Maricopa County Plans Future Roadway Development, But Faces Budget Woes
On a given work day, Steven Bales could drive anywhere from 100 to 150 miles for his job.
“So this road we’re on right now, Highway 85, is the busiest road, other than I-10.”
He drives around his farm in rural Buckeye to show it’s surrounded by county roads — like State Route 85 and parts of Beloat Road. Bales’ farming family has been here for generations.
He said there are three essentials to keeping the farm successful — water, labor and the county roads.
“Most farmers are not contiguous anymore, you know, they own a hundred [acres] here, you go half a mile or a mile down the road,” Bales said. “So we’re on the roads all the time.”
And roads like SR-85 allow him to transport all of his crops, like hay, to be sold.
“We’re looking at the lifeblood of this far southwest side of the Valley,” he said about SR-85.
Those roads have changed, and more are paved, but Bales thinks they could be better maintained.
“I think they’re going downhill, for one thing,” he said. “We have more roadways in the Valley and I think that’s grabbing a big chunk of the budget.”
Maricopa County Department of Transportation funding comes mostly from highway user revenue funds, which is money collected from gas taxes and vehicle registration fees, to name a few. To address concerns like Bales’, MCDOT has written up a Transportation System Plan through 2035.
“Talking about budget constraints, one of the reasons we want to identify the roadways and the needs for the roadways is that we can prioritize them as we move to the future,” said Denise Lacey, MCDOT systems planning manager.
Lacey helped write the TSP, and she said most of the projects identified are in unincorporated areas, like Tonopah, Wittman and Sun City.
“Most of our growth potential is in the West Valley," Lacey said, "and that’s why you’ll see so many projects from Maricopa County that are focused in the West Valley area.”
More Development Means More Traffic
Back in Buckeye, Bales can attest to seeing more development popping up in what used to be all farmland.
“And it’s taking off again, after the great recession,” he said. “It’s starting to pick up again, new rooftops. I see traffic pick up a bit.”
But Bales said it’s not just the extra traffic MCDOT needs to address — it’s also keeping the dirt roads in shape. And he said the county has neglected that.
“So I’ve noticed the sides of our roads, going down, down, down,” he said about the county road shoulders, which are made of dirt. “And I’ve just watched out in front of my property, the side, the edge of the road, crack and crumble and be gone.”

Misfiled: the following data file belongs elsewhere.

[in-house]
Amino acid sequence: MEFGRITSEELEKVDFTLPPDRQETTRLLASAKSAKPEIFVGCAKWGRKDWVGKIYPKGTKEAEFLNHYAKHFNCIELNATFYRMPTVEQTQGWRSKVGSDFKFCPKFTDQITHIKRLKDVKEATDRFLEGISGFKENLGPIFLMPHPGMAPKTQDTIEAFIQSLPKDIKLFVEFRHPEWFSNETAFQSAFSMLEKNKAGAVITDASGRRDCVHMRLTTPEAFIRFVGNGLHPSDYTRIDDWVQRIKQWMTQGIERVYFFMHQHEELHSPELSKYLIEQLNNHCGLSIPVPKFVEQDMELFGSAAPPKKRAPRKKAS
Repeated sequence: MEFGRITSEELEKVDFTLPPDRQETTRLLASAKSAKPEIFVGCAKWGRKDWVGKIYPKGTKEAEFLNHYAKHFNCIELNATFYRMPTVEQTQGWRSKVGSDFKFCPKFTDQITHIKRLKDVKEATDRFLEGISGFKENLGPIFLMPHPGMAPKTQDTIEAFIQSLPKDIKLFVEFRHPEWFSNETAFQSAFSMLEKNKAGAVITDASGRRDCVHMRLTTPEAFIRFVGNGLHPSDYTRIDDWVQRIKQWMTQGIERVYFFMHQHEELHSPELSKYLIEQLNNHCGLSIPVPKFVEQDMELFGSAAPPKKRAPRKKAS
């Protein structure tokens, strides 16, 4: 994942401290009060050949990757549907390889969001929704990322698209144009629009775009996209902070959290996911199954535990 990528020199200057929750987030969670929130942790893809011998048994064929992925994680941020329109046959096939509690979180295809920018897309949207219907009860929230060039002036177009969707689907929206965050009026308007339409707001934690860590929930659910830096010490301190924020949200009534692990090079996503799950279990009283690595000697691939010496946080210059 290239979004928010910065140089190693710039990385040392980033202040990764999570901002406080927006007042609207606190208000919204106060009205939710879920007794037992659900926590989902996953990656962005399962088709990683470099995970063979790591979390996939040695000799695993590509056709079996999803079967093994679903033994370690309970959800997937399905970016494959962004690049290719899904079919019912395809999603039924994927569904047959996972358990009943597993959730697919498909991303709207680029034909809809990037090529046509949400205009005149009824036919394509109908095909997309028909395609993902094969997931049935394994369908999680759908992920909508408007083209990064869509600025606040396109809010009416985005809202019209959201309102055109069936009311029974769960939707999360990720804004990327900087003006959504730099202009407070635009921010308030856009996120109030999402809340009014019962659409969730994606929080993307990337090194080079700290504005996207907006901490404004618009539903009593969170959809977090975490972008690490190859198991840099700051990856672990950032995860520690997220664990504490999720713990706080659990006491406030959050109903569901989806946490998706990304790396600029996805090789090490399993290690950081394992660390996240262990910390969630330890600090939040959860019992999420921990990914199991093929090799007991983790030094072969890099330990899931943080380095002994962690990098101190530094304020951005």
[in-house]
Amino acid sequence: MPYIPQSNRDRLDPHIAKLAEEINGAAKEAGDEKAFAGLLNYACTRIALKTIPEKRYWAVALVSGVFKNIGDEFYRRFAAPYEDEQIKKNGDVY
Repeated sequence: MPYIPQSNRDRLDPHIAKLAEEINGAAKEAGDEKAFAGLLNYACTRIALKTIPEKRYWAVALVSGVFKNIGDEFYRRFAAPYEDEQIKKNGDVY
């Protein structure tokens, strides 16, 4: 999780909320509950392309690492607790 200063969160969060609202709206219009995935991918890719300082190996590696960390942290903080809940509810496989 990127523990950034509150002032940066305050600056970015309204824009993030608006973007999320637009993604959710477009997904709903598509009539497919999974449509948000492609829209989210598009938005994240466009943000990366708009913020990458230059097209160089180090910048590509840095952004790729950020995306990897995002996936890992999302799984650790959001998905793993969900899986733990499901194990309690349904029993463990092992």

While that maintenance is crucial for the 5,300 miles of county roads, the Transportation System Plan identifies projects mostly to plan for more traffic in those developing areas.
For example, one part of the plan is to widen parts of Northern Avenue near Glendale.
Arizona’s Transportation Budget Woes
But before any of these projects can be completed, the budget must be carefully parceled out.
And if the whole new plan is actually followed through by 2035, and there are no changes to the budget, there will be a funding shortfall of about $146 million.
“So we have to prioritize to budget to get the roadways done and then hopefully we don’t lose fundings as we move to the future because legislative actions can reduce our funds,” Lacey said.
The worry of fewer funds is just one part of the transportation money woes state and local departments face.
Arizona’s gas tax is 19 cents per gallon.
While that may be good for consumers, that tax hasn’t increased since the 1990s and has put a dent in the transportation coffers. In fact, 45 states have a higher gas tax, according to Kevin Adam with the Rural Transportation Advocacy council.
“And when you have a system like that for over 25 years, it starts to really have an impact,” Adam said.
He said it was a perfect storm when the recession hit; people drove less and cars got more fuel efficient. Transportation revenue dropped more than $350 million.
“So we were already in bad shape, we got dramatically worse, and that’s what we’re trying to dig ourselves out of now.”
While it may sound dire, Adam said this year’s legislative session was promising. Though no bills passed to increase any funding for transportation, many were introduced – which he said is a good start.
“And I think folks down at the capitol now recognize that we are underinvesting, and I think we’re building a platform to take action.”
That’s not to say there is no money for MCDOT’s transportation plan. Their next step is to prioritize which roadways need the most attention and how they can allocate their budget best.